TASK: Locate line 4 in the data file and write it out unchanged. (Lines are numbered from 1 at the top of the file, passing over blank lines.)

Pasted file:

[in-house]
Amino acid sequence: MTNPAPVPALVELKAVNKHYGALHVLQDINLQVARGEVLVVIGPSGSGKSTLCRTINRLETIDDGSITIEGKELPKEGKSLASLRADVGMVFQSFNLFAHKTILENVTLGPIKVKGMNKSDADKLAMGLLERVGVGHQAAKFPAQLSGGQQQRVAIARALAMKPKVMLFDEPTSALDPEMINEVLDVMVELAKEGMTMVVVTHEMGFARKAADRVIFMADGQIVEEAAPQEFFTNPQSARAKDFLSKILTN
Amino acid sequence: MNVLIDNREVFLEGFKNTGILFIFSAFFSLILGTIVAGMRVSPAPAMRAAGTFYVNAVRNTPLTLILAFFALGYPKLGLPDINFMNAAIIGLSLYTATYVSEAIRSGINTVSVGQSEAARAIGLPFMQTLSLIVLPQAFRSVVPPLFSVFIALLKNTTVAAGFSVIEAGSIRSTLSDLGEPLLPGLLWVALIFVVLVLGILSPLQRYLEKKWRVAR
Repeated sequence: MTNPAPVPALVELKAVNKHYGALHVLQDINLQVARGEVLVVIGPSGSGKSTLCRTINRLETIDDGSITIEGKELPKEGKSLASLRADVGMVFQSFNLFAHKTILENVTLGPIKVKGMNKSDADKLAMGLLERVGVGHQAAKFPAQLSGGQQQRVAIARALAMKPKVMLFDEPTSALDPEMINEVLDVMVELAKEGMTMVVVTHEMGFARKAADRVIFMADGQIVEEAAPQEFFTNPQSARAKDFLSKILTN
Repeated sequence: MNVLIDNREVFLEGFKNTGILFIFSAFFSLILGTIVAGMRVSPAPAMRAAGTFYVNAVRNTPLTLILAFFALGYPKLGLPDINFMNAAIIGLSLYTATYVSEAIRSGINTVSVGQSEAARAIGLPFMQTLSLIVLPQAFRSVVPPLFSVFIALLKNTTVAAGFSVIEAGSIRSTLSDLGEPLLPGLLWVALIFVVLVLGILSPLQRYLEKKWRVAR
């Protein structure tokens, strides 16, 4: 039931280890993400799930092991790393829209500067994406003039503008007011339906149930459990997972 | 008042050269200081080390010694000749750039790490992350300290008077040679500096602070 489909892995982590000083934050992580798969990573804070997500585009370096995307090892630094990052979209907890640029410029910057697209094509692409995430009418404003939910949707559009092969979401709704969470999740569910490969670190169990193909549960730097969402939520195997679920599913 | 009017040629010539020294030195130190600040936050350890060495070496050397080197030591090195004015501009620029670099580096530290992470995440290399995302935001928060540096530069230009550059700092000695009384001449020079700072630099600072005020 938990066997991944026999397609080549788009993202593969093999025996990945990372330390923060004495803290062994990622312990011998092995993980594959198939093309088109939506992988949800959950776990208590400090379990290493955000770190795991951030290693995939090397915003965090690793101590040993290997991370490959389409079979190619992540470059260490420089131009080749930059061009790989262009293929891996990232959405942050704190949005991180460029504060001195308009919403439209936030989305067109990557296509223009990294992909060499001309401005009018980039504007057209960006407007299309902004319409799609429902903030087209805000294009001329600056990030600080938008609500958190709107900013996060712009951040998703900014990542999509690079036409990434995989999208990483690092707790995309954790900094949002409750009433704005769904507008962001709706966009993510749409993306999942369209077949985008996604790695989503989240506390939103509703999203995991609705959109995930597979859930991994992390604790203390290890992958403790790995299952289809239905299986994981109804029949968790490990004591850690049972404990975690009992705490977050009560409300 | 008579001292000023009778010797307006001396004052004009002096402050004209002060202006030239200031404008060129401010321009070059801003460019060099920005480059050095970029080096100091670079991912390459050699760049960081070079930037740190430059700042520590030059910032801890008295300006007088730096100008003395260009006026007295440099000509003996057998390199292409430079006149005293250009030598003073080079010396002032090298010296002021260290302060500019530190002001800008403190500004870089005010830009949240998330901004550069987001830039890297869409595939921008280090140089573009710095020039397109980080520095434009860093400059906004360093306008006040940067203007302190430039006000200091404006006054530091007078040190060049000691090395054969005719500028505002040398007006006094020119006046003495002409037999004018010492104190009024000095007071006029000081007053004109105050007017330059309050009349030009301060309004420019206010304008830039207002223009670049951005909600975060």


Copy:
Repeated sequence: MTNPAPVPALVELKAVNKHYGALHVLQDINLQVARGEVLVVIGPSGSGKSTLCRTINRLETIDDGSITIEGKELPKEGKSLASLRADVGMVFQSFNLFAHKTILENVTLGPIKVKGMNKSDADKLAMGLLERVGVGHQAAKFPAQLSGGQQQRVAIARALAMKPKVMLFDEPTSALDPEMINEVLDVMVELAKEGMTMVVVTHEMGFARKAADRVIFMADGQIVEEAAPQEFFTNPQSARAKDFLSKILTN